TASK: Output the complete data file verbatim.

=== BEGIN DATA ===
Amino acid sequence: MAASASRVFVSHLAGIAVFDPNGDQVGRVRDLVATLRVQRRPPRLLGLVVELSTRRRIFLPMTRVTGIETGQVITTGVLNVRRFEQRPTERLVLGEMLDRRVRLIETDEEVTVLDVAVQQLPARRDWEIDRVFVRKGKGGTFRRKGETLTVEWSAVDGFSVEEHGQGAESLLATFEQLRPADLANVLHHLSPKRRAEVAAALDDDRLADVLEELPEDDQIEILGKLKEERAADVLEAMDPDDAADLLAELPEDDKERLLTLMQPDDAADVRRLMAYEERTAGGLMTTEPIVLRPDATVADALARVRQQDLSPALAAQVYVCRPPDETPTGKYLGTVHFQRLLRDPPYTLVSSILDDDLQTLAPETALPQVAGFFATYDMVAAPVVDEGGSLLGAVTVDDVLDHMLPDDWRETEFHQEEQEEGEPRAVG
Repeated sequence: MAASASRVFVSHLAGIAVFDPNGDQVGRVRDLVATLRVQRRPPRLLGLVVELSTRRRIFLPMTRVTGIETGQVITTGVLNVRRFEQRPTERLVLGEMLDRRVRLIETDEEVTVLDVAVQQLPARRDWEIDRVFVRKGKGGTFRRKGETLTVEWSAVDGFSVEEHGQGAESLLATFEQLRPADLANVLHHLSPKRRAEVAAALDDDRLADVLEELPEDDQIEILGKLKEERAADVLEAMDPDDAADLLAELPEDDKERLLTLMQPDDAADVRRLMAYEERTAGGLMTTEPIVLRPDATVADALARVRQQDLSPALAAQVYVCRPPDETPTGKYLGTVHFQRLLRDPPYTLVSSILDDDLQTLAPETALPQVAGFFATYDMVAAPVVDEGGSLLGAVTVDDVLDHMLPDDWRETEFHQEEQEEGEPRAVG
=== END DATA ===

Amino acid sequence: MAASASRVFVSHLAGIAVFDPNGDQVGRVRDLVATLRVQRRPPRLLGLVVELSTRRRIFLPMTRVTGIETGQVITTGVLNVRRFEQRPTERLVLGEMLDRRVRLIETDEEVTVLDVAVQQLPARRDWEIDRVFVRKGKGGTFRRKGETLTVEWSAVDGFSVEEHGQGAESLLATFEQLRPADLANVLHHLSPKRRAEVAAALDDDRLADVLEELPEDDQIEILGKLKEERAADVLEAMDPDDAADLLAELPEDDKERLLTLMQPDDAADVRRLMAYEERTAGGLMTTEPIVLRPDATVADALARVRQQDLSPALAAQVYVCRPPDETPTGKYLGTVHFQRLLRDPPYTLVSSILDDDLQTLAPETALPQVAGFFATYDMVAAPVVDEGGSLLGAVTVDDVLDHMLPDDWRETEFHQEEQEEGEPRAVG
Repeated sequence: MAASASRVFVSHLAGIAVFDPNGDQVGRVRDLVATLRVQRRPPRLLGLVVELSTRRRIFLPMTRVTGIETGQVITTGVLNVRRFEQRPTERLVLGEMLDRRVRLIETDEEVTVLDVAVQQLPARRDWEIDRVFVRKGKGGTFRRKGETLTVEWSAVDGFSVEEHGQGAESLLATFEQLRPADLANVLHHLSPKRRAEVAAALDDDRLADVLEELPEDDQIEILGKLKEERAADVLEAMDPDDAADLLAELPEDDKERLLTLMQPDDAADVRRLMAYEERTAGGLMTTEPIVLRPDATVADALARVRQQDLSPALAAQVYVCRPPDETPTGKYLGTVHFQRLLRDPPYTLVSSILDDDLQTLAPETALPQVAGFFATYDMVAAPVVDEGGSLLGAVTVDDVLDHMLPDDWRETEFHQEEQEEGEPRAVG